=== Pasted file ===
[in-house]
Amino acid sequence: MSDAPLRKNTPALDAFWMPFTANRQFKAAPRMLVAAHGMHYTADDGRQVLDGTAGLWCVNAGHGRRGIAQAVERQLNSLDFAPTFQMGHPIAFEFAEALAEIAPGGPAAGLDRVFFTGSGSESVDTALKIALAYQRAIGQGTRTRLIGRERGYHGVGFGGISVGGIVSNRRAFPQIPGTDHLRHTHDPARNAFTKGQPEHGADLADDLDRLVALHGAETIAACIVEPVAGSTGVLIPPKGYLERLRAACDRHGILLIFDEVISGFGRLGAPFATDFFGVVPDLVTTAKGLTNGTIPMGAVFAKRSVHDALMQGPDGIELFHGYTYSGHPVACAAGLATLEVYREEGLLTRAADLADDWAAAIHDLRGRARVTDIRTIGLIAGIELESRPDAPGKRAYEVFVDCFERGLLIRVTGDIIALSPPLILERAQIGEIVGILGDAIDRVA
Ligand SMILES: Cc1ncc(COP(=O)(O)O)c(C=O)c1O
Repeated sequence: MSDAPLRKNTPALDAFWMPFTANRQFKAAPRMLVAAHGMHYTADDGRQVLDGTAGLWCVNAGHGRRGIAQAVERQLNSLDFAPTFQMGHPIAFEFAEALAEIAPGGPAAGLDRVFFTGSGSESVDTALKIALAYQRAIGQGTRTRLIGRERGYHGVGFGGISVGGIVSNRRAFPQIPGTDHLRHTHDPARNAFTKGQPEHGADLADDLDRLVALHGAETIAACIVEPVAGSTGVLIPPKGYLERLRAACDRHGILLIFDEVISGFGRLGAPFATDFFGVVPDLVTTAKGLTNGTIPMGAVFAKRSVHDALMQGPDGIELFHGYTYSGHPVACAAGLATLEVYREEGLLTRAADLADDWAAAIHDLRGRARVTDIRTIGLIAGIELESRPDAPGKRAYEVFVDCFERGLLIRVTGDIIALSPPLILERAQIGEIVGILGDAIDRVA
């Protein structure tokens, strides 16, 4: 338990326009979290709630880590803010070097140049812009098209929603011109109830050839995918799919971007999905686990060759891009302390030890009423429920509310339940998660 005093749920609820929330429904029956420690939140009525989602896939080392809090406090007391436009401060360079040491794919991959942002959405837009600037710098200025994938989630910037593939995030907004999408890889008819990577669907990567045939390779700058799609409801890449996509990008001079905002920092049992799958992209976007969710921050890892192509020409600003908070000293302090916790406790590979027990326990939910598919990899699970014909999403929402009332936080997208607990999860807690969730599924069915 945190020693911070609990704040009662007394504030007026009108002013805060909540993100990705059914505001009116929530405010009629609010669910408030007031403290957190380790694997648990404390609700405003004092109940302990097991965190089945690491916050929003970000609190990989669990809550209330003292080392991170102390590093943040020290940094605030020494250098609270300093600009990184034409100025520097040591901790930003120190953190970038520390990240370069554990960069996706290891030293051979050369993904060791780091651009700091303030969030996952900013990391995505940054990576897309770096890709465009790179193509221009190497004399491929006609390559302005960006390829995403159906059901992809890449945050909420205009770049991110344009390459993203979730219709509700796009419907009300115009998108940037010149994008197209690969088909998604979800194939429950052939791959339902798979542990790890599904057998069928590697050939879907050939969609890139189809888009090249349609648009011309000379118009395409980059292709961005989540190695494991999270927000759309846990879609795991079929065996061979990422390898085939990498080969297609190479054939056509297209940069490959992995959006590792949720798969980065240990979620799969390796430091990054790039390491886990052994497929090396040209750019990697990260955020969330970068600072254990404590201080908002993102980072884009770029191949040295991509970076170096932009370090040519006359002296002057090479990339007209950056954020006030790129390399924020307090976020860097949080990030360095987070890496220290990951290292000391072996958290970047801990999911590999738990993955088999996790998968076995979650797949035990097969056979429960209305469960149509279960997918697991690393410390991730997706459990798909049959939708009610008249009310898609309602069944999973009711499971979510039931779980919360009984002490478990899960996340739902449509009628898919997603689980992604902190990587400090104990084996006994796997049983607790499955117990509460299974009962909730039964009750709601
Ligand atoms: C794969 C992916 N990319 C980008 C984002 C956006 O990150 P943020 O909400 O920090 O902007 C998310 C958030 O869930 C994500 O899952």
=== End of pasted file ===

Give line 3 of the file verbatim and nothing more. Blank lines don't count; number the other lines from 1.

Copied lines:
Ligand SMILES: Cc1ncc(COP(=O)(O)O)c(C=O)c1O